MALTA – It was an emotional weekend for past, present and even future student-athletes in the Malta community after the passing of longtime coach and educator Glenn Flatt on Thursday. He was 81 years old.

Flatt, who grew up in Fort Benton and starred on the Longhorns’ football, basketball and track and field teams, was a member of the Montana State 1956 national championship-winning football team. Following college at MSU, he taught for 36 years at Malta High School and coached football, basketball and track and field, while also serving as the athletic director for the Mustangs.

“Glenn has been so important to our community from the early 1960s when he first started as our head coach to the time he got on the bus and headed to the state track meet this year,” said Malta athletic director and former football coach Scott King. “I just can’t imagine our athletic program without Glenn. I’m just struggling with the idea that I don’t have somebody to talk to, my issues, because I stepped into Glenn’s shoes as the athletic director and the football coach, but he was a mentor and a friend. He was really somebody that I could confide in, because there would be issues that would come along as a sports administrator that only really he could understand and he was someone I could talk to and reference.”

“It’s a complete surprise to us,” added Malta track and field coach Tad Schye. “Coach Flatt, since his retirement, has been volunteer coaching so it’s almost like he didn’t retire at all from coaching. I’m just so used to him being around that this really affects our coaches, it affects our kids and community – someone who has dedicated this much to the athletics and the school at Malta, it’s really a loss.”

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Flatt guided the Malta football team, then Class A, to a runner-up finish in 1976 (a 22-20 loss to rival Glasgow), as well as a second-place finish the following season (a 21-0 defeat against Glendive). KMMR radio broadcaster Greg Kielb says he can still remember his first encounter with Flatt on the gridiron.

“I moved here in 1974 right out of broadcast school, he was the head football coach at Malta High – he was kind of like Tom Landry, he was the only football coach I knew here until 1989 – but Glenn was my first interview here,” said Kielb. “I remember when he walked in he had that big smile on his face and he always had that twinkle in his eye forever. I was always envious of his voice, he had a great radio voice. He sounded like a gruff football player and a good sportscaster. He was always upbeat about his teams and he was just a good guy.”

Glen Flatt poses with the Malta Mustang after he concluded his 36-year coaching and teaching career. (Photo courtesy: Malta High School)

Flatt’s wrestling programs won four state titles in the 1960s, including three straight from 1964 to 1966. The Mustangs split the B/C team title with Big Sandy and Baker in 1969.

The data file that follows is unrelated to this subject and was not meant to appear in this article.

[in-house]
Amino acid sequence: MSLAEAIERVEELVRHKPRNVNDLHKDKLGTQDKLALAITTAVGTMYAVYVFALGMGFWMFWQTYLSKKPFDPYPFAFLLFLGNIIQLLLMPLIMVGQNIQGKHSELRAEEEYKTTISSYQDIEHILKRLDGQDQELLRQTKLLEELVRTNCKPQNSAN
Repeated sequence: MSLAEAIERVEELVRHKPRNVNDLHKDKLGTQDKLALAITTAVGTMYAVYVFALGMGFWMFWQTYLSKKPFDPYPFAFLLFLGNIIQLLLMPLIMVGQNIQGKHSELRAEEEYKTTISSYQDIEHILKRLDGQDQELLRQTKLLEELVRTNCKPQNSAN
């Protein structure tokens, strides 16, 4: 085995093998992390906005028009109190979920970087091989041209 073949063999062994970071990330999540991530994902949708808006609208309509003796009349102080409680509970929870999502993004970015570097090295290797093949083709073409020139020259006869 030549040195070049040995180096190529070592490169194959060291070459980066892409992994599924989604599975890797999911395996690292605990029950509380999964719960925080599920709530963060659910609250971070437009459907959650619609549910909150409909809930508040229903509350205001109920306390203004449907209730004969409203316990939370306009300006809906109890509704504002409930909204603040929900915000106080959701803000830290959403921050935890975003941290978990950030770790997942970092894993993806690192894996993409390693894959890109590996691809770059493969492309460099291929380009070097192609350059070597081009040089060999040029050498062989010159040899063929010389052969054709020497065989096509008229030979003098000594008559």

But it was track and field where Flatt cemented arguably his greatest legacy, serving as the head coach before his retirement in 2013. Still, Flatt volunteered with the Mustangs and M-ettes program, including their competition in Butte at the 2017 Class B track and field championships.

“That’s definitely true and even in later years when he wasn’t as mobile as he had been, he would drive over by the discus cage and he couldn’t resist, he would end up out of his vehicle and working with people,” laughed Schye. “His dedication and his dedication to the youth, and he helped kids from all over. I can remember 20 years ago we would have a kid come (to Malta) who didn’t have a javelin coach at their school because they were from a Class C school, and Coach Flatt would meet with them on Sundays and help them.”

“I can remember he told me at one time,” continued Schye, “this was when we were doing pretty well in track and field and we got in second place in the girls and we were going to be back (the following season), and he told me, ‘Coach Schye, I’m with you until you’re done coaching.’ Yeah, that makes me sad.”

King, whose first encounter with Flatt was as head coach of the local Harlem Wildcats – a game his team lost to Flatt’s Mustangs 17-7 – says Flatt racked up nearly 140 wins during his time as the Mustangs’ football coach, winning four league titles along the way. But the wins, awards and championships are only a small view into the impact Flatt leaves on the Malta community, according to King.

“We can always talk about numbers – the number of years he coached, the number of wins or championships – but the number that can’t be measured is the number of student-athletes influenced by Glenn and his coaching style and the dedication he brought to his profession. Those things are not measurable,” said King. “Once you get to that position, it speaks volumes to the impact that somebody has had on the student-athletes that they coached.”

Flatt was honored by the Montana Coaches Association on numerous occasions, winning coach of the year and being placed in the MCA hall of fame.

Funeral services will be held on Wednesday at 2 p.m. at the Malta High School gymnasium.

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